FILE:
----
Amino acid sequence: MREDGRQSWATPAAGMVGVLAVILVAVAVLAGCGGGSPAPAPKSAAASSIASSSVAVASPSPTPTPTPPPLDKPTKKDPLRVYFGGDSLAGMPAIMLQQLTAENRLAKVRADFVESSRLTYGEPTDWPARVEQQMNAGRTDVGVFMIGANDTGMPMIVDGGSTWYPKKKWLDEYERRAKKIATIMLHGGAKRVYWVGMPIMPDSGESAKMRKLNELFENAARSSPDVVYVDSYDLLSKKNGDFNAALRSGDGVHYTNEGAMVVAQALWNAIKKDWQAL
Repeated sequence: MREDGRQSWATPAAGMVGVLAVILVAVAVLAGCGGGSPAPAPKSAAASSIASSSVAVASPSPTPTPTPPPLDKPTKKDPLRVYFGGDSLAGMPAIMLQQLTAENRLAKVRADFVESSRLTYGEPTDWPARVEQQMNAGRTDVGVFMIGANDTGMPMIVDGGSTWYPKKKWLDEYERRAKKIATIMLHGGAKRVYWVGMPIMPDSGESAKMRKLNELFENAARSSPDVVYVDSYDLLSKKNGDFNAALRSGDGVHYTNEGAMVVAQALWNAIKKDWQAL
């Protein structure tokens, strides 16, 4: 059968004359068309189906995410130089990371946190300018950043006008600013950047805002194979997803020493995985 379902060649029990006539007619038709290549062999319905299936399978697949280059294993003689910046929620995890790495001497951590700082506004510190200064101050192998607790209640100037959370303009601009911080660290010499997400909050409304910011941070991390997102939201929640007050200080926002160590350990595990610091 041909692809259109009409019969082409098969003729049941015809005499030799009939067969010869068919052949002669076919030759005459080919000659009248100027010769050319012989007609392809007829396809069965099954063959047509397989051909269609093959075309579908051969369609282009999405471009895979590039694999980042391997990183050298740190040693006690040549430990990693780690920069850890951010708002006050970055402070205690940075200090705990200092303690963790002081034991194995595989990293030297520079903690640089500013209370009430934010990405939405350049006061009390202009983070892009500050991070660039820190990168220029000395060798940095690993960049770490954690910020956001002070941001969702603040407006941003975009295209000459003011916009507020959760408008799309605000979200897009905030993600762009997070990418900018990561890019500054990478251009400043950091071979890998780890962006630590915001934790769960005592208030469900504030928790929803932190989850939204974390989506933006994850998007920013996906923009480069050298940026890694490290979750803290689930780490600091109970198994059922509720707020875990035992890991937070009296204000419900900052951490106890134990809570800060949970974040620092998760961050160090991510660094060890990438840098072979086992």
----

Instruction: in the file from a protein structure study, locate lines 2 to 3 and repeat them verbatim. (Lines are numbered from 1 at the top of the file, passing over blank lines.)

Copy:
Repeated sequence: MREDGRQSWATPAAGMVGVLAVILVAVAVLAGCGGGSPAPAPKSAAASSIASSSVAVASPSPTPTPTPPPLDKPTKKDPLRVYFGGDSLAGMPAIMLQQLTAENRLAKVRADFVESSRLTYGEPTDWPARVEQQMNAGRTDVGVFMIGANDTGMPMIVDGGSTWYPKKKWLDEYERRAKKIATIMLHGGAKRVYWVGMPIMPDSGESAKMRKLNELFENAARSSPDVVYVDSYDLLSKKNGDFNAALRSGDGVHYTNEGAMVVAQALWNAIKKDWQAL
């Protein structure tokens, strides 16, 4: 059968004359068309189906995410130089990371946190300018950043006008600013950047805002194979997803020493995985 379902060649029990006539007619038709290549062999319905299936399978697949280059294993003689910046929620995890790495001497951590700082506004510190200064101050192998607790209640100037959370303009601009911080660290010499997400909050409304910011941070991390997102939201929640007050200080926002160590350990595990610091 041909692809259109009409019969082409098969003729049941015809005499030799009939067969010869068919052949002669076919030759005459080919000659009248100027010769050319012989007609392809007829396809069965099954063959047509397989051909269609093959075309579908051969369609282009999405471009895979590039694999980042391997990183050298740190040693006690040549430990990693780690920069850890951010708002006050970055402070205690940075200090705990200092303690963790002081034991194995595989990293030297520079903690640089500013209370009430934010990405939405350049006061009390202009983070892009500050991070660039820190990168220029000395060798940095690993960049770490954690910020956001002070941001969702603040407006941003975009295209000459003011916009507020959760408008799309605000979200897009905030993600762009997070990418900018990561890019500054990478251009400043950091071979890998780890962006630590915001934790769960005592208030469900504030928790929803932190989850939204974390989506933006994850998007920013996906923009480069050298940026890694490290979750803290689930780490600091109970198994059922509720707020875990035992890991937070009296204000419900900052951490106890134990809570800060949970974040620092998760961050160090991510660094060890990438840098072979086992």